Working Paper

Reform of the Barnett Formula with needs assessment: can the challenges be overcome?

Details

Citation

King DN & Eiser D (2013) Reform of the Barnett Formula with needs assessment: can the challenges be overcome?. http://barnett-or-needs.stir.ac.uk/documents/finalpaper21febweb.pdf

Abstract
Block grants to the UK's devolved administrations (DAs) are allocated using the Barnett formula. There have been widespread calls to replace this formula with one based on some form of spending needs assessment, but two major objections to doing so have been put forward. This paper explores these objections. First, it explores the argument that the DAs would be unable to agree on how need should be assessed, by comparing the Scottish and English formulae that are used for allocating funding for health and education within each country. Second, it explores how needs assessment could work for DAs which pursue significantly different public spending policies. It concludes that these arguments against replacing the Barnett formula with grants based on spending need are much weaker than some commentators argue.Block grants to the UK's devolved administrations (DAs) are allocated using the Barnett formula. There have been widespread calls to replace this formula with one based on some form of spending needs assessment, but two major objections to doing so have been put forward. This paper explores these objections. First, it explores the argument that the DAs would be unable to agree on how need should be assessed, by comparing the Scottish and English formulae that are used for allocating funding for health and education within each country. Second, it explores how needs assessment could work for DAs which pursue significantly different public spending policies. It concludes that these arguments against replacing the Barnett formula with grants based on spending need are much weaker than some commentators argue.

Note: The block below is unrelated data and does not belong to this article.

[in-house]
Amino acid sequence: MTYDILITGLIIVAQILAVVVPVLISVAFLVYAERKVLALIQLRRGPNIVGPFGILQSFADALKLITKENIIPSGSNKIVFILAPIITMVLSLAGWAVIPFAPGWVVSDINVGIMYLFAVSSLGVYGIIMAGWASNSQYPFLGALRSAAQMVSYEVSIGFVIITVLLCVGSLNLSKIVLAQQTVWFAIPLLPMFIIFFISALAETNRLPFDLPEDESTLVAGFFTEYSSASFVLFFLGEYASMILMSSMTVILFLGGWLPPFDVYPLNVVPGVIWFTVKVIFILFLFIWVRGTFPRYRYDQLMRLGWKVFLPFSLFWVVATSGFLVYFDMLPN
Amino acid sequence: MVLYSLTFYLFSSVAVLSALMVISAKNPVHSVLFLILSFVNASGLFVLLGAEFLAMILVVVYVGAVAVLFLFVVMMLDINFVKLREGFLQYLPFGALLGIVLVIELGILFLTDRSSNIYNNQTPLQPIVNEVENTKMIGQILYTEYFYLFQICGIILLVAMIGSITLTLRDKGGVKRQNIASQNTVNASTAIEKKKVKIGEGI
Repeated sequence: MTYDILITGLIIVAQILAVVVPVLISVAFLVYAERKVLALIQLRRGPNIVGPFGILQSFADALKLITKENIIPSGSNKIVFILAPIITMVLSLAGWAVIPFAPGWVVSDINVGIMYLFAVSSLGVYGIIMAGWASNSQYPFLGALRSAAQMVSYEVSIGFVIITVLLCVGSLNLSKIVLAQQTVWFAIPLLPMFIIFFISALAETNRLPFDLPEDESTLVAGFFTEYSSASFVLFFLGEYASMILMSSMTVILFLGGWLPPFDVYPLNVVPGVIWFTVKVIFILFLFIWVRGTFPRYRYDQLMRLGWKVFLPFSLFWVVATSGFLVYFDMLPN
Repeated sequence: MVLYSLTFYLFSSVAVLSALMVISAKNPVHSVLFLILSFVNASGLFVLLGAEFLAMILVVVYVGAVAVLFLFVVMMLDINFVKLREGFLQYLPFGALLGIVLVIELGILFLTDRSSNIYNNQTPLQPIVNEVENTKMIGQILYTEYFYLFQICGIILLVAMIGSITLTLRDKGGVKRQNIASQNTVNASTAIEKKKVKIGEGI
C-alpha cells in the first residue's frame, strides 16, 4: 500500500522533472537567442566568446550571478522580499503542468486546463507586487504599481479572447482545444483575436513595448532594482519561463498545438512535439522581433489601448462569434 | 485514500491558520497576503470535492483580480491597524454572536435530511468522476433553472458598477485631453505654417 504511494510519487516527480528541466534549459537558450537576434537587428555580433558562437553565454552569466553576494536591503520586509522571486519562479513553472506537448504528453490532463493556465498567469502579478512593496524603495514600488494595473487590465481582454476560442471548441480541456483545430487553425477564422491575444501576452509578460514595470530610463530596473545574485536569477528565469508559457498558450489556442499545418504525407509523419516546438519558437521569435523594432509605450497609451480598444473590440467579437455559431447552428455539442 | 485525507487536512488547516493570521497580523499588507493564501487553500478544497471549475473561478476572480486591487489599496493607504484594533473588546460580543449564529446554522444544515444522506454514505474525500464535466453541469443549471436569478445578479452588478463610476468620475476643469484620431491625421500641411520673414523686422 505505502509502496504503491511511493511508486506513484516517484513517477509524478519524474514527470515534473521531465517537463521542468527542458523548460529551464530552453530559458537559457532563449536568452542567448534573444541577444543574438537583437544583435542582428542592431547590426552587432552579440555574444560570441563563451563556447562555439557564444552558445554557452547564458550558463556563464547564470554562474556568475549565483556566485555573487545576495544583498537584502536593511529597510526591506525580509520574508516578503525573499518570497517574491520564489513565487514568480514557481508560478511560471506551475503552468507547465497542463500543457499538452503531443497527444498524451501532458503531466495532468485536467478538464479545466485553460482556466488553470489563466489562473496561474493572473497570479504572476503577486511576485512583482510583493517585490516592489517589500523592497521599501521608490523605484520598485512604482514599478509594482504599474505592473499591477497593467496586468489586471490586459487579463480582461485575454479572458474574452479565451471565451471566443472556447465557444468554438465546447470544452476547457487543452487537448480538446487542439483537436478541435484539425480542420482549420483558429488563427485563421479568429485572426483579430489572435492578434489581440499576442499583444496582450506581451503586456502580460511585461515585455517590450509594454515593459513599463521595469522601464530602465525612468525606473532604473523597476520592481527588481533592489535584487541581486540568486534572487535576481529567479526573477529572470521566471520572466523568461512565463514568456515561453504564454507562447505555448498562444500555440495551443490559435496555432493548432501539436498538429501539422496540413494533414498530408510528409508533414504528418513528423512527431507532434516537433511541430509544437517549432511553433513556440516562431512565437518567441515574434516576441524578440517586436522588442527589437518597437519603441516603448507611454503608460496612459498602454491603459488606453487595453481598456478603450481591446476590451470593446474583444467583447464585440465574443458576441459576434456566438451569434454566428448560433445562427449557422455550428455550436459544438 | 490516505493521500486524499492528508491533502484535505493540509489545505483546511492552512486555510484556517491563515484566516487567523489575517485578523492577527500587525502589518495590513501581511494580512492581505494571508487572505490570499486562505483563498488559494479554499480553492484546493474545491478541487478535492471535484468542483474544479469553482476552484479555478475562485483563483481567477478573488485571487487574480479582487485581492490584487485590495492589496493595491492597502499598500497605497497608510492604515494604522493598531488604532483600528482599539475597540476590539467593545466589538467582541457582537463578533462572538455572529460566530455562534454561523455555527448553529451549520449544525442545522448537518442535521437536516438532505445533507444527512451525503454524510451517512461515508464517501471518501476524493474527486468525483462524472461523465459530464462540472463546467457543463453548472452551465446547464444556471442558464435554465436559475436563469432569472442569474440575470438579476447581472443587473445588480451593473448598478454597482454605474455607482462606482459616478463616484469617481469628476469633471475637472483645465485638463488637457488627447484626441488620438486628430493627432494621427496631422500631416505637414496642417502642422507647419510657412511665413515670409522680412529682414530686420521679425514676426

Keywords
Barnett Formula; spending needs assessment; devolved government

JEL codes

  • H71: State and Local Taxation, Subsidies, and Revenue
  • H72: State and Local Budget and Expenditures
  • H75: State and Local Government: Health; Education; Welfare; Public Pensions
  • H77: Intergovernmental Relations; Federalism; Secession
  • R50: Regional Government Analysis: General

StatusUnpublished
Publication date online31/12/2013
PublisherSubmitted to Regional Studies
Publisher URLhttp://barnett-or-needs.stir.ac.uk/…aper21febweb.pdf

People (1)

People

Professor David King
Professor David King

Emeritus Professor, Economics